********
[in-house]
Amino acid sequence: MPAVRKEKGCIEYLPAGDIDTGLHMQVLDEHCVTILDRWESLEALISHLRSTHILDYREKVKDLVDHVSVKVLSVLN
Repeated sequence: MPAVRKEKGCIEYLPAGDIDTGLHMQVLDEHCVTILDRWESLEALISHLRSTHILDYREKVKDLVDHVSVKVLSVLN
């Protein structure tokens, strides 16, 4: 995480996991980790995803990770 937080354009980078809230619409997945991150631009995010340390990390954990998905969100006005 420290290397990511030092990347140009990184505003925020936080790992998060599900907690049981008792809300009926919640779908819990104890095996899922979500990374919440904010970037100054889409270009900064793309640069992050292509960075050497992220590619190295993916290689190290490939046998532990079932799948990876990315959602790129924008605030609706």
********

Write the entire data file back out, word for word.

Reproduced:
[in-house]
Amino acid sequence: MPAVRKEKGCIEYLPAGDIDTGLHMQVLDEHCVTILDRWESLEALISHLRSTHILDYREKVKDLVDHVSVKVLSVLN
Repeated sequence: MPAVRKEKGCIEYLPAGDIDTGLHMQVLDEHCVTILDRWESLEALISHLRSTHILDYREKVKDLVDHVSVKVLSVLN
């Protein structure tokens, strides 16, 4: 995480996991980790995803990770 937080354009980078809230619409997945991150631009995010340390990390954990998905969100006005 420290290397990511030092990347140009990184505003925020936080790992998060599900907690049981008792809300009926919640779908819990104890095996899922979500990374919440904010970037100054889409270009900064793309640069992050292509960075050497992220590619190295993916290689190290490939046998532990079932799948990876990315959602790129924008605030609706």